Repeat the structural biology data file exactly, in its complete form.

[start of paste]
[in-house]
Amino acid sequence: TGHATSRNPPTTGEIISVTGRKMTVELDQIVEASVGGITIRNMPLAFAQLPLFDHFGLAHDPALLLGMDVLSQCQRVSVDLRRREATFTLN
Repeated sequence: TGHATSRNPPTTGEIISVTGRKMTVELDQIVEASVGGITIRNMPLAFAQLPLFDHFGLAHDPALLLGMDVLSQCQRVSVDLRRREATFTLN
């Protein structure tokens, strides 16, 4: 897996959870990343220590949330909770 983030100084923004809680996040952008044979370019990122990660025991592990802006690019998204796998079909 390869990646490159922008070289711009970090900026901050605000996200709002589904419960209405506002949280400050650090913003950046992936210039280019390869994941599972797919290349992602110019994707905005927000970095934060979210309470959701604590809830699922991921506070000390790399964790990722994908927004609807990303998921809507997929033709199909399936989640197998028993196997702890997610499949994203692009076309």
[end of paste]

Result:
[in-house]
Amino acid sequence: TGHATSRNPPTTGEIISVTGRKMTVELDQIVEASVGGITIRNMPLAFAQLPLFDHFGLAHDPALLLGMDVLSQCQRVSVDLRRREATFTLN
Repeated sequence: TGHATSRNPPTTGEIISVTGRKMTVELDQIVEASVGGITIRNMPLAFAQLPLFDHFGLAHDPALLLGMDVLSQCQRVSVDLRRREATFTLN
């Protein structure tokens, strides 16, 4: 897996959870990343220590949330909770 983030100084923004809680996040952008044979370019990122990660025991592990802006690019998204796998079909 390869990646490159922008070289711009970090900026901050605000996200709002589904419960209405506002949280400050650090913003950046992936210039280019390869994941599972797919290349992602110019994707905005927000970095934060979210309470959701604590809830699922991921506070000390790399964790990722994908927004609807990303998921809507997929033709199909399936989640197998028993196997702890997610499949994203692009076309």